This week, Vodafone Ireland has a new female boss — the first to fill the post since the departure of American Teresa Elder in 2006.
Anne O’Leary, born in Cork City, also becomes the first Irish person to head the company’s operations here.
Vodafone has been in Ireland for more than a decade following its acquisition of Eircell, Eircom’s successful mobile phone subsidiary. Many questioned the wisdom of the decision on the part of the then Eircom executive Alfie Kane to offload Eircell. It is widely felt that its sale contributed in no small part to Eircom’s subsequent problems.
Vodafone does not break down its Irish results, but it is clear that during the boom years, in particular, the Irish operation turned into quite the cash cow.
Its market share is around 44%, ahead of O2 on around 29%, Eircom’s Meteor on around 17.5%, and 3 on 8%.
The recession has hit mobile revenues, however, with average revenue per user across the sector down from €36 per month in the first quarter of 2010 to €29 per month two years later.
If Irish people have become less gabby, they are using their mobiles in many more ways, with data transmission on a rapid upward curve as smartphones assume the ascendancy.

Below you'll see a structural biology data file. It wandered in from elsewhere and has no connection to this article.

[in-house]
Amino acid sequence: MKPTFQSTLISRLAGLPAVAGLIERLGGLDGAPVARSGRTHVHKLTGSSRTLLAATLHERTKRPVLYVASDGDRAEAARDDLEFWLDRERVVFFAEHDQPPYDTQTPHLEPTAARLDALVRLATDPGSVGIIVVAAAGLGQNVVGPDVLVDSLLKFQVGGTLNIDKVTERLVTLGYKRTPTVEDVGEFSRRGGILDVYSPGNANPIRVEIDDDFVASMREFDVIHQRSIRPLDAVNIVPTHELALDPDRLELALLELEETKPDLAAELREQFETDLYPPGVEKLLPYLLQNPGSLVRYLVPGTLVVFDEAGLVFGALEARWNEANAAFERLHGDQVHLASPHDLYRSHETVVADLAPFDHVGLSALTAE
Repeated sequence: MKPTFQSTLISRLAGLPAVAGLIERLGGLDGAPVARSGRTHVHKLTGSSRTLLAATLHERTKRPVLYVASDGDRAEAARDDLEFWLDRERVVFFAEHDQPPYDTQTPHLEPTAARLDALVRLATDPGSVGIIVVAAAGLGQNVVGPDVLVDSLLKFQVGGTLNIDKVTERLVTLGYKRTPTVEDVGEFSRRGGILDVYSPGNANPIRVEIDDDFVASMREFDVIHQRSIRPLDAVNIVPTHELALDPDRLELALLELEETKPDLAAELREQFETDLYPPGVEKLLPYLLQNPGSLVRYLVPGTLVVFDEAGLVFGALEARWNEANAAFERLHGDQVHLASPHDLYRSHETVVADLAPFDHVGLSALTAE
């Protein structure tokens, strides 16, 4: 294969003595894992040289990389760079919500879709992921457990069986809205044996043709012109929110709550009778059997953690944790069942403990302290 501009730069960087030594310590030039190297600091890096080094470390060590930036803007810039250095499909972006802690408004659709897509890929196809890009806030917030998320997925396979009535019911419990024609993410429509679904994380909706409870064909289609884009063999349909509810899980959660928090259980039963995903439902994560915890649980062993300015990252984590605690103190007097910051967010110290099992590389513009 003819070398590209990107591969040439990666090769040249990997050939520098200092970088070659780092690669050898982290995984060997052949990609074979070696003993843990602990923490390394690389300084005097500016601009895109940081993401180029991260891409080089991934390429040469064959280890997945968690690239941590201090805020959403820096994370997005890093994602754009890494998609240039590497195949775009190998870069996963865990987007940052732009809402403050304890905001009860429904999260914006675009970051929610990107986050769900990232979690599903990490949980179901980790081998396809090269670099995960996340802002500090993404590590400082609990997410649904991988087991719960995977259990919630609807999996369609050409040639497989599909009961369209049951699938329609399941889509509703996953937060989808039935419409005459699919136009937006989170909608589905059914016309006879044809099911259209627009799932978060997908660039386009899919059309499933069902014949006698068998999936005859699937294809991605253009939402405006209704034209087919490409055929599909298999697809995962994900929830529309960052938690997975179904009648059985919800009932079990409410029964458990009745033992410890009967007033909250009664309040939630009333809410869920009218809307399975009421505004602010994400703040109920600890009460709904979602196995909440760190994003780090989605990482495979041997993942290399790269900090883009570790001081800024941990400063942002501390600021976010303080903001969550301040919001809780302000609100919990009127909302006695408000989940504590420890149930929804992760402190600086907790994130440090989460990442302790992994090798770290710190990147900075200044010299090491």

Under Dutch chief executive Jeroen Hoencamp, Vodafone Ireland, over the past three years, underwent an internal shake-up that involved cutting back on office space to save on costs.
Partitions have been removed and employees encouraged to operate more collaboratively.
The company has also been expanding. Vodafone paid over €161m upfront to Comreg in the 4G spectrum auction last November. It acquired the lion’s share of the spectrum on offer.
As enterprise director since joining the company in 2008, Anne O’Leary has played a key role in spearheading the expansion in product offerings to businesses.
Vodafone has snapped up Perlico as well as some BT assets. It recently acquired Interfusion and Complete Telecom, fusing the two with part of Vodafone to create Enterprise Solutions Unit, employing 80 people.
The existing network is being upgraded to accommodate the growing demand for data services on the part of businesses and individuals.
Meanwhile, the number of smartphone users is up 95,000 quarter on quarter.
The extension of 3G into rural areas should, it is hoped, bring big improvements in the way business, most affected by the digital divide, conduct their work.
Coming from a sales background, O’Leary has sought to transform the way the company responds to the needs of businesses on its books.
O’Leary’s response has been the establishment of the Enterprise Solutions Unit and a dedicated customer centre at the Vodafone Ireland headquarters in Central Park, Leopardstown.
The idea is that customers are brought in to meet a range of executives — this is both a customer fact finding and massaging exercise from the point of view of the company. It also enables the customer to get the broadest idea of what is going on as well as securing the widest range of responses to queries.